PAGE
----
19. American Airlines Theatre

Built by the Selwyn Brothers, American Airlines Theatre opened on October 2, 1918, operating as a fairly successful theater until 1934. The Selwyn Brothers, who would found the American Play Company, were famous in the business, and after opening the Selwyn, they opened two more theaters in New York (the Times Square and the Apollo), and two more in Chicago (Selwyn and Harris). In 1934, the theater began to suffer in the decline of popular performances and was forced to become a movie theater. In 1950, it became a hybrid movie and short performance house where it was able to put on a few shows, including Sartre’s The Respectful ProstituteIn 1960, it became a double-feature movie house and continued to be a movie theater throughout the ’80s and ’90s.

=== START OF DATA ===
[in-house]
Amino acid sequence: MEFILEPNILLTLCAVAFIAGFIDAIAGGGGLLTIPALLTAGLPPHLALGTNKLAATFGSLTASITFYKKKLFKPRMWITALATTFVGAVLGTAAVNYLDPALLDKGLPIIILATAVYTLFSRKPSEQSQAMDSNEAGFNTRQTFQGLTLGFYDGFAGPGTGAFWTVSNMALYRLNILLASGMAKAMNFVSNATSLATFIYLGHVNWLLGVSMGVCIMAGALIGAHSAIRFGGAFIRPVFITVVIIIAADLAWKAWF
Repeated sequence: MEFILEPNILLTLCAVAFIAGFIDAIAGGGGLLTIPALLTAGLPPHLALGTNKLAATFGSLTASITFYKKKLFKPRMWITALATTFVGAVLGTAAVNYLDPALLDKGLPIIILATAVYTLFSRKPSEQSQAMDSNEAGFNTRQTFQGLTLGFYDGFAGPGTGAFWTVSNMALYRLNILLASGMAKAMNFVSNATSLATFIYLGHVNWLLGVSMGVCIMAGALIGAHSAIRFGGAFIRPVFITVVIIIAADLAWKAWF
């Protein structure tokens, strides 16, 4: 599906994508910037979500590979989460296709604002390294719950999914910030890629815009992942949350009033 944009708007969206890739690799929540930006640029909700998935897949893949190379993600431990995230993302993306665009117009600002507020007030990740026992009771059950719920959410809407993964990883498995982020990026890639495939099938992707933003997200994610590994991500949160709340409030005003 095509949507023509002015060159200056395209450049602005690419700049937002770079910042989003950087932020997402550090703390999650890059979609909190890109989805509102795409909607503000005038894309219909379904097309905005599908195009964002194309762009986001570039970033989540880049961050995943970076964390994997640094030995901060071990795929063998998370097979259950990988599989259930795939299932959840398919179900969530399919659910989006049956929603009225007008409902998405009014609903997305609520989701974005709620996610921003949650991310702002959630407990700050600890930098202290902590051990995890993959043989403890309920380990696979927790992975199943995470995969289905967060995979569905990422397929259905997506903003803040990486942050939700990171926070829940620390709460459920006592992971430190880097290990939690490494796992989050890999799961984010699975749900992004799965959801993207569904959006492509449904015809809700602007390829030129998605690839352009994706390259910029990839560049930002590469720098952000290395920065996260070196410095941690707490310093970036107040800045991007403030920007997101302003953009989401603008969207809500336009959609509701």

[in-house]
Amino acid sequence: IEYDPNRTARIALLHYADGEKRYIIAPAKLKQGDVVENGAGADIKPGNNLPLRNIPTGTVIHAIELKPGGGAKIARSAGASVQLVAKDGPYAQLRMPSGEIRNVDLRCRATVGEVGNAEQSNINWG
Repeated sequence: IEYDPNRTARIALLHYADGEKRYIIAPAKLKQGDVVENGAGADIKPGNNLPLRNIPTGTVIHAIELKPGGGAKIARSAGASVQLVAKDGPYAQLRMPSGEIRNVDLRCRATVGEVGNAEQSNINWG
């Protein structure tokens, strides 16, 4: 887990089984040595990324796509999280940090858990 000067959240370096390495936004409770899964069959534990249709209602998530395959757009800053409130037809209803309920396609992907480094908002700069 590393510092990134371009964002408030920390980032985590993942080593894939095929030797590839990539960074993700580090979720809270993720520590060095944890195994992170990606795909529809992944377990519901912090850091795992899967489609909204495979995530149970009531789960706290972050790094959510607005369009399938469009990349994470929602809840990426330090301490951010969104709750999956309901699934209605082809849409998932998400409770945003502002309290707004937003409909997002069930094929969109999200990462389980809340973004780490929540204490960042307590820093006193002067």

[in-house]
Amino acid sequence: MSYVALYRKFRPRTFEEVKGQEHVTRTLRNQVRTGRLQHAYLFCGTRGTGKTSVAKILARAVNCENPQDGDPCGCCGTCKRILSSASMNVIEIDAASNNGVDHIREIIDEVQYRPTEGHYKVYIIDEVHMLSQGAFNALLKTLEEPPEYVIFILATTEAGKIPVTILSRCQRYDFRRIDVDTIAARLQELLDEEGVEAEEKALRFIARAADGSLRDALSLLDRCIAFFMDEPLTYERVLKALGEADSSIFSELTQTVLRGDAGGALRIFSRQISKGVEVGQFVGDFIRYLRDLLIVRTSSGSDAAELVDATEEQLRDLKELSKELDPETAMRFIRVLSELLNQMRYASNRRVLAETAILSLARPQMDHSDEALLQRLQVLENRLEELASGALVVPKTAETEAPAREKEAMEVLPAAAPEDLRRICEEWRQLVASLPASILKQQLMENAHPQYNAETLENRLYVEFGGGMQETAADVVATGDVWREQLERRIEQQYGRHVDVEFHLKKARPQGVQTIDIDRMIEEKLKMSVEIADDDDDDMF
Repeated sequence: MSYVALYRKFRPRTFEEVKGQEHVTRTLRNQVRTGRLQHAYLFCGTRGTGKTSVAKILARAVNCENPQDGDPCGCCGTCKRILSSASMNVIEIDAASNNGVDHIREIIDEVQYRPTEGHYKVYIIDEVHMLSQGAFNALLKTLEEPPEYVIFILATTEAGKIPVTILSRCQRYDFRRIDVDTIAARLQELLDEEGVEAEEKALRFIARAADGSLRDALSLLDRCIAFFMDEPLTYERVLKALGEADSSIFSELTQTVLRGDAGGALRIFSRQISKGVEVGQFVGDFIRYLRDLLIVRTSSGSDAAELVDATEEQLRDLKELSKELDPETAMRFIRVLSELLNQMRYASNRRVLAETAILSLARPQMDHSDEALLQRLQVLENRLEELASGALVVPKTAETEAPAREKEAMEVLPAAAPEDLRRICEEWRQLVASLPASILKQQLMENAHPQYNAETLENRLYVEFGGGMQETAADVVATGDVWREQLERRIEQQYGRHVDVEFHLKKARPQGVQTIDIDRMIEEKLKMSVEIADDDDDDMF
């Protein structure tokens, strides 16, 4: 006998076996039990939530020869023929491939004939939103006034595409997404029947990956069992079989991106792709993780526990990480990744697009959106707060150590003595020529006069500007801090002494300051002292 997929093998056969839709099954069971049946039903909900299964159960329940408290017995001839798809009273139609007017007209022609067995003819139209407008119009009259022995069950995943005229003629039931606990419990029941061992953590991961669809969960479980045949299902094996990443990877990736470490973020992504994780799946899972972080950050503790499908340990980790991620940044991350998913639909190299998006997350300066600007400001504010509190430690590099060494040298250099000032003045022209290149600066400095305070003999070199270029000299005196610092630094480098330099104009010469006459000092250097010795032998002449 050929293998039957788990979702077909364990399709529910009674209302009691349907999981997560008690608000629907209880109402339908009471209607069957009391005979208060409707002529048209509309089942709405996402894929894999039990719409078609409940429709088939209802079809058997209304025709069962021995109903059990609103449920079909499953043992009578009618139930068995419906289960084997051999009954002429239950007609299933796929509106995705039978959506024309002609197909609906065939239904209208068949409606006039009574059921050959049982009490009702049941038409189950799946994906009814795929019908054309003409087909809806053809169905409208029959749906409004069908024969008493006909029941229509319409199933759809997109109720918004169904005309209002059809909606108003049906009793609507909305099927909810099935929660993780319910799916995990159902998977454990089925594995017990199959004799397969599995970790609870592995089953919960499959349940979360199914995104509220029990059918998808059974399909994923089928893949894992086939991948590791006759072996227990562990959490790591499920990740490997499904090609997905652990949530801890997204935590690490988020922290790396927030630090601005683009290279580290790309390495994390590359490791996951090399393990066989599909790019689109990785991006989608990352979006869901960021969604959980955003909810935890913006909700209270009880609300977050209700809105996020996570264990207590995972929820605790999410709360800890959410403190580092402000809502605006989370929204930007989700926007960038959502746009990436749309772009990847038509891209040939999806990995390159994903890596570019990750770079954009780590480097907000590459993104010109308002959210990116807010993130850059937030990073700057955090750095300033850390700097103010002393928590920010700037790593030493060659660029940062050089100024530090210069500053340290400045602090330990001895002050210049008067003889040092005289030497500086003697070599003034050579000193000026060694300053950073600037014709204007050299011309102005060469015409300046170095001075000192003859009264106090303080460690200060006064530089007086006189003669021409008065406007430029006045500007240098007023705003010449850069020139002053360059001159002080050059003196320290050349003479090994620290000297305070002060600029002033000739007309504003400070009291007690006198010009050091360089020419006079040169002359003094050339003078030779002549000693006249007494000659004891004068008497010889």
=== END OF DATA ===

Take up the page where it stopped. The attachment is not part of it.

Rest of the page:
The theater was also part of the 42nd Street redevelopment plan headed by the city. In 1987, when the Roundabout Theatre Company was looking to lease one of Broadway’s decaying theaters, it originally wanted the Liberty but got the Selwyn instead. After years of renovations, Roundabout reopened the Selwyn in 2000 as the American Airlines Theatre (they were lead supporters of the renovation project). Today it continues to operate as a legitimate Broadway theater once more but was also removed off of landmarks consideration. It will reopen with performances of Trouble In Mind on October 29th.